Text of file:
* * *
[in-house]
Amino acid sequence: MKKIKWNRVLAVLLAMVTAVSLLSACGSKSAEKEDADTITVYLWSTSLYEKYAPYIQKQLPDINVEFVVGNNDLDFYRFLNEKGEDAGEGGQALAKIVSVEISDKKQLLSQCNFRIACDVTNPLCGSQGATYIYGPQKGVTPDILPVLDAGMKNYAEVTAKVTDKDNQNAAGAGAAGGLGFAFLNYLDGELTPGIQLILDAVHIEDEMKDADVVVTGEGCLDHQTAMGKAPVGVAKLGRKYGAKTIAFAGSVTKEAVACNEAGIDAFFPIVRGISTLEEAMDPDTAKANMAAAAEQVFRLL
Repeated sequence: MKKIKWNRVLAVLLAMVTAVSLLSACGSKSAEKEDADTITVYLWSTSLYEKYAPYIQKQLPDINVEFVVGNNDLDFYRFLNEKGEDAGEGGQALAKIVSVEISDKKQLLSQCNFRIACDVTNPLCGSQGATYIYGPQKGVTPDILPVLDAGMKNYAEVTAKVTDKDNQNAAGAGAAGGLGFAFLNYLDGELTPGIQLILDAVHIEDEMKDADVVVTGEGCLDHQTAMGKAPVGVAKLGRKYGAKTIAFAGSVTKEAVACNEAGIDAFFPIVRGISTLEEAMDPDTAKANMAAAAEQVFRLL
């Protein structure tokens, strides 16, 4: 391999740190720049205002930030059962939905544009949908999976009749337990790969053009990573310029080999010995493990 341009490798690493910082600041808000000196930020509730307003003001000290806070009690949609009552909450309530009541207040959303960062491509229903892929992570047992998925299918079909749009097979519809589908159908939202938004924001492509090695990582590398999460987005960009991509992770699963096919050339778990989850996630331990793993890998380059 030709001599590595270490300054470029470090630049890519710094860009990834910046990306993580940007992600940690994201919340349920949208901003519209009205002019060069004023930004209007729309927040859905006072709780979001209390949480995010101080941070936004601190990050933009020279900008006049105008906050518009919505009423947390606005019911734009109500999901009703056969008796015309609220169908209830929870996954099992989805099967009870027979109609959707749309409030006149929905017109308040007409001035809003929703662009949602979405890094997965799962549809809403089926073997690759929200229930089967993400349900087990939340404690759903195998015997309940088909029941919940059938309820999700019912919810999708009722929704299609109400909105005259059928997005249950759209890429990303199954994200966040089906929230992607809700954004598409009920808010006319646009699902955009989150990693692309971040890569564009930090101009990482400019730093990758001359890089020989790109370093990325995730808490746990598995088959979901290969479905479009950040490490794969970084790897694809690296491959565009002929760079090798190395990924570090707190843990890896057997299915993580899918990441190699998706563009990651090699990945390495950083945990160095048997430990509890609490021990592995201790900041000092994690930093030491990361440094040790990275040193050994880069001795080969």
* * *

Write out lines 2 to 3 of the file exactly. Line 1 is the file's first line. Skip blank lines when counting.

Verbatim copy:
Amino acid sequence: MKKIKWNRVLAVLLAMVTAVSLLSACGSKSAEKEDADTITVYLWSTSLYEKYAPYIQKQLPDINVEFVVGNNDLDFYRFLNEKGEDAGEGGQALAKIVSVEISDKKQLLSQCNFRIACDVTNPLCGSQGATYIYGPQKGVTPDILPVLDAGMKNYAEVTAKVTDKDNQNAAGAGAAGGLGFAFLNYLDGELTPGIQLILDAVHIEDEMKDADVVVTGEGCLDHQTAMGKAPVGVAKLGRKYGAKTIAFAGSVTKEAVACNEAGIDAFFPIVRGISTLEEAMDPDTAKANMAAAAEQVFRLL
Repeated sequence: MKKIKWNRVLAVLLAMVTAVSLLSACGSKSAEKEDADTITVYLWSTSLYEKYAPYIQKQLPDINVEFVVGNNDLDFYRFLNEKGEDAGEGGQALAKIVSVEISDKKQLLSQCNFRIACDVTNPLCGSQGATYIYGPQKGVTPDILPVLDAGMKNYAEVTAKVTDKDNQNAAGAGAAGGLGFAFLNYLDGELTPGIQLILDAVHIEDEMKDADVVVTGEGCLDHQTAMGKAPVGVAKLGRKYGAKTIAFAGSVTKEAVACNEAGIDAFFPIVRGISTLEEAMDPDTAKANMAAAAEQVFRLL